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Reviews Fri Jun 19 2015

Father's Day Review: Lost in Space by Ben Tanzer

It's Father's Day! To celebrate, we bring you the second installment of our two-part spotlight on Chicago fathers writing about parenthood featuring Ben Tanzer's book Lost In Space: A Father's Journey There and Back Again (Curbside Splendor). Tanzer has been giving birth to new books almost annually, with his newest work, New York Stories, being released this month by The Chicago Center for Literature & Photography. Come out for the release reading today, June 19, at City Lit Books 2523 N. Kedzie at 6:30pm (so all you dads can get back home to tuck in their kids).

LostInSpace_cover.jpgLost in Space is a collection of creative nonfiction essays in which Tanzer chronicles his childhood via his own experience raising a family. The chapters are not arranged chronologically, but Tanzer interjects pop culture references that act as sign posts, marking days by the release of Star Wars or the Lion King. The opening lines of the first essay namedrop Patrick Ewing and Caddyshack.

Throughout the book we get a sense of Tanzer as a father who is writing while juggling parenthood, marriage, a job, and his social life. He directly speaks to the reader, sharing his most intimate feelings and letting us in on the minutiae of his day-to-day life. We know he is a runner, a worrier, a loving father, and a dedicated writer. He leaves nothing out, sharing even his personal fears and insecurities, about parenting and writing both. We see this done in the essay Anatomy of a Story, in which Tanzer wrestles with how to write about a surgical procedure undergone by his son. The original intent was to fictionalize the diagnosis into something more visceral for the reader. Yet, ultimately he tells it true to life, demonstrating his authority and authenticity as a writer and a parent.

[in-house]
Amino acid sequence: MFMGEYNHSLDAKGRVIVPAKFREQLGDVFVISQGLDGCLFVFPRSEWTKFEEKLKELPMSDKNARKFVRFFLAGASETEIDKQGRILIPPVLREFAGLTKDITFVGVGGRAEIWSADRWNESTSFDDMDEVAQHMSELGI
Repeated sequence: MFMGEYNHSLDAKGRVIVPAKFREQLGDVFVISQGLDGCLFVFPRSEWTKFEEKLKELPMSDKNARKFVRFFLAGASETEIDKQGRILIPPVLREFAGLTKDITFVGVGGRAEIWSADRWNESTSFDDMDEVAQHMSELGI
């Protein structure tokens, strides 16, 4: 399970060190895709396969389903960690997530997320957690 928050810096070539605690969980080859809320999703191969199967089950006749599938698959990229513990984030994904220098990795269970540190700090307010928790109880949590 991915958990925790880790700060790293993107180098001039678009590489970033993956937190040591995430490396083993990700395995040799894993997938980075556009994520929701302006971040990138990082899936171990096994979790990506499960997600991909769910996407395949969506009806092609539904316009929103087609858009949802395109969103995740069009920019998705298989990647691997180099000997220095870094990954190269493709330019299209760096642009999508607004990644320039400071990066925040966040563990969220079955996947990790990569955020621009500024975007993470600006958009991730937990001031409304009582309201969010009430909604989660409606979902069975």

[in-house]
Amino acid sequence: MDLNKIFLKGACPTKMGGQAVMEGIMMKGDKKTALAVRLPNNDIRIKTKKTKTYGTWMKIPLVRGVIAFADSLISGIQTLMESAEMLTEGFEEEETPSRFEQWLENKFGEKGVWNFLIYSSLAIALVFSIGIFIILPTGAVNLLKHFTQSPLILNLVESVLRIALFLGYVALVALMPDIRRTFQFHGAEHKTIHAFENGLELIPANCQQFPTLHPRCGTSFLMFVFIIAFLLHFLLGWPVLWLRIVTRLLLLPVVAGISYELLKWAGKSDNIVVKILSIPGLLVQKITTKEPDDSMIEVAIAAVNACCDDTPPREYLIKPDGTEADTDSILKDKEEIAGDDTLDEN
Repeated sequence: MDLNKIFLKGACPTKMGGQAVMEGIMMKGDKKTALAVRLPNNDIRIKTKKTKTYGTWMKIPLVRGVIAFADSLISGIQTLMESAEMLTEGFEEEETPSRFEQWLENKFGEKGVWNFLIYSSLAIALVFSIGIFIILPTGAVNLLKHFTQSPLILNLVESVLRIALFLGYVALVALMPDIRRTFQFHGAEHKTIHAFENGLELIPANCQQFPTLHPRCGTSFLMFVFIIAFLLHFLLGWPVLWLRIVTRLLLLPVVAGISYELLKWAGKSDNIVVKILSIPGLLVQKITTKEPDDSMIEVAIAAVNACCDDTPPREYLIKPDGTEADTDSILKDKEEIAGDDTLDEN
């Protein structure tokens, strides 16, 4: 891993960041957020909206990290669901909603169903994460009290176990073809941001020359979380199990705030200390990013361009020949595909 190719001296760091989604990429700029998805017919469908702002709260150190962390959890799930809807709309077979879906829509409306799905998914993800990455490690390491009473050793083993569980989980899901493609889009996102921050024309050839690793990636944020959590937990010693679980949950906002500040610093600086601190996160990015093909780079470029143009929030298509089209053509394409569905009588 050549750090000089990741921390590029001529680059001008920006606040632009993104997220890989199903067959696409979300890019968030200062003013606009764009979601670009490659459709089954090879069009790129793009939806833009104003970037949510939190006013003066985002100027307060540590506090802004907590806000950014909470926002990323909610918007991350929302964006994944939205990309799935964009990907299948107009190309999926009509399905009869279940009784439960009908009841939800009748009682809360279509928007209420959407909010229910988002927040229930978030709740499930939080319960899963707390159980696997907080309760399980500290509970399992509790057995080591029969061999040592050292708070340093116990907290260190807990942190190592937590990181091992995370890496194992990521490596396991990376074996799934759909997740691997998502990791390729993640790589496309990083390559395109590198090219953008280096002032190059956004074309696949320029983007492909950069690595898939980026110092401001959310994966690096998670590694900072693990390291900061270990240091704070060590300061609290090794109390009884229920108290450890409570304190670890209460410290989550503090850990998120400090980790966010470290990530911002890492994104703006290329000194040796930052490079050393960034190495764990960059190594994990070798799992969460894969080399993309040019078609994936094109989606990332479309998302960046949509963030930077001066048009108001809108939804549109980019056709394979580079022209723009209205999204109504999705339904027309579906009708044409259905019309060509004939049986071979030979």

In the essay I Am You Father, Tanzer makes known his parental need to share his favorite movies with his sons. Everyone knows that what their parents are into is not cool; but his son, a fan of "Glee" and Lady Gaga, relents to watching The Empire Strikes Back. The essay provides a picture both of Tanzer at his son's age and now as a father, waiting for his son to react to the movie in the ways that he had. "When do Luke and Princess Leia realize that even though they've been kissing they're actually brother and sister?" his son asks, and Tanzer understands that his son has absorbed the movie very differently. The realization is sobering. We get that as a parent, Tanzer is glad his son is thinking critically and is observant, even if not a full-blown Star Wars fanatic.

There a few interludes that break up the essays, The Mel Gibson Interlude, The Vanilla Ice Interlude, etc. They give a glimpse into Tanzer's parenting mindset. In The Darth Vader Interlude, Tanzer lists "rock star" and "suck-ass" fathers. These provide a gauge as to his initial approach to becoming a parent, and how these plans were eventually overtaken by the reality of actually being a parent.

Tanzer shares so much of himself in these essays, the collection could potentially be classified instead as a parenting manual. In Race Matters, Tanzer, being an avid runner, deals with his son who isn't interested in running. He struggles with the idea of supporting his son's decisions without seeming too heavy handed for "even positivity can feel like a pressure." Each essay drops small amounts of parenting advice like this, weaving them into the narrative without compromising the flow.

For parents, these essays will serve as significant and definitely relatable; and it's a very emotional and personal collection regardless whether you are a parent or not.

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